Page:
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One old settler relates that at his home in Dauphin County, before he migrated to the wilds of Brady Township, he knew a man who was considered a witch. One day this witch became very angry at one of his neighbors who lived some three miles distant. He declared to his friends that he would kill him. The witch entered his house, secured his rifle and brought it out in the presence of the company and began to wipe the interior of the barrel with the wiping rod. In a few minutes he pulled the rod out, which showed the color of blood on the wiping material and said, “I have fixed him.” It was noted afterward that the neighbor died about this time.

When anything happened to an animal, it was charged to the witches. In one instance this Dauphin County emigrant, after he had arrived in Brady Township, stated that he had a cow which gave bloody milk. Of course the cow was “hexed” by a neighbor, and the remedy was to milk the cow and put the milk on the stove, and after it evaporated the witch would be exorcised. He declared

in this instance that, while they were boiling the milk, they saw a headless sheep coming out of the woods a few hundred feet northeast of the house. The sheep seemed to be drawn toward the house where the milk was being boiled, and when it came within a few rods of the house, the sheep became very ill and lay down, and as the last of the milk evaporated the sheep died. Upon inquiry a few days later, he discovered that the witch, who lived over a mile away, had become very ill at about this time and the neighbors thought she would die.

In the vicinity of DuBois an unfortunate woman lost her reason. When some of her relatives claimed that she was “possessed.” This was proven by the visit of a young woman who lived some four miles distant. This young woman had a young horse which she had taught a number of tricks, and likewise a dog which she had taught to perform certain stunts. It was believed that this young woman had a copy of what was known as the “Black Art,” and the only reason that she was able to teach her animals was through the reading of this book. The “Black Art” was supposed to be a book written on a black page with the printing, or writing in white, and for one to possess this book and do the tricks one had to sell himself to Satan.

When the young woman visited her neighbor, it was on a rather cold November day, and she came on horse back. Other visitors declared that while this young woman was in the house visiting with the sick woman, a very large black dog peered into the window, and when the young woman mounted her horse to leave, this dog jumped onto the back of the horse, back of the saddle, placed his front feet on the shoulders of the young woman which caused the horse to try to run away.

At a later date the woman committed suicide in a piece of woods adjoining the property, and from this time on her ghost walked in this woods. One woman related that her father had frequently pointed out this woods and assured her that at a certain hour in the night a light was seen at the point at which the woman died.

There is a tradition that a ghost “walks” in the forest west of the Paul Bloom farm on the Lakes to Sea Highway in Bloom Township. It is believed that a peddler was killed and buried in this forest many years ago. On certain nights in the year a headless man is seen in the vicinity between Little Anderson Creek and the farm of Mr. Bloom. How true this story may be, it is yet a fact that persons have been known to be scared and run quite a distance to get out of these woods. As a rule, during the night there is generally a fog on this road and being rather a lonely place, it would not require much to fire the imagination of a nervous person seeing a headless man.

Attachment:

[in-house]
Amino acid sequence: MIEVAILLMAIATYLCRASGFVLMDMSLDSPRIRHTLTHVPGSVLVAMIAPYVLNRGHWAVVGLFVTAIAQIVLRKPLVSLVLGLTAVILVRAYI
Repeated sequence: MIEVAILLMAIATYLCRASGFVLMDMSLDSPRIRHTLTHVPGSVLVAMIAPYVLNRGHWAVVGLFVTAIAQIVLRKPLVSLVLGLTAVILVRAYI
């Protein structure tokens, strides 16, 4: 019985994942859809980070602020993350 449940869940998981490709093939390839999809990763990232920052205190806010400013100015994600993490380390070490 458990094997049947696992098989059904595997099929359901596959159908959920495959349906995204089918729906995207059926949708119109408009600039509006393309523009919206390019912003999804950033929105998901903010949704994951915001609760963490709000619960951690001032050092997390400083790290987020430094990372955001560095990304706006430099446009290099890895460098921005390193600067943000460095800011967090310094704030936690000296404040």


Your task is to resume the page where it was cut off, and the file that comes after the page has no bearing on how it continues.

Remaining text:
On the Chestnut Ridge Hill stood a house in which an old woman died and for several months the family refused to occupy the house on account of a ghost walking and it required several of the neighbors to sleep in the house some little time before any of the family would occupy it. The house has since been removed. No explanation was given of what caused this ghost.

EARLY SUPERSTITIONS

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A GREAT many pioneers believed in “visions, dreams and queer feelings” and to these beliefs were added certain signs. These traditions they brought with them into the wilderness of Brady Township.

The early settler did not worry about the fertility of the soil. The soil had the humus of centuries, in addition to the potash produced by the burning of the timber, and the fertility from the stumps left standing in the cleared land, but the signs for planting were a worry.

There were two signs, the “up-going” and the “down going.” If the crop to be planted were to root deep, it must be planted in the “down going” sign, so that the roots would penetrate the soil. If the crop were one that required the opposite, then it should be planted in the “up going” sign.

Marriages were always consummated in the increase of the moon. The moon largely controlled the signs of planting as well. If the new moon stood on its end, the weather would be wet; if the new moon lay on its back it would be dry; and if the new moon appeared far in the west or to the northwest, it would be cold.

One man stated that if there were three signs in the Fish, followed by three in the Waterman and three in the Crab, if the wind then blew from the south, it would rain. Others believed that if the wind was from the south on the first day of September there would be a mild open winter.

A wide belief in witch-craft existed. The community had a “hex doctor.” The hex doctor was a man about five feet five inches tall, probably weighing a hundred and fifty pounds, and past middle life. He wore his shirt open to the waist, exhibiting a breast covered with a heavy growth of hair. When called upon, he exorcised the evil spirits, and prepared an amulet, which was tied in a little bag worn over the heart. Curiosity led some one to examine one of these amulets one day, and found a grasshopper and a couple of peculiarly shaped stones in the bag.

Of course there were witches. There would have been no use for a hex doctor unless where were witches.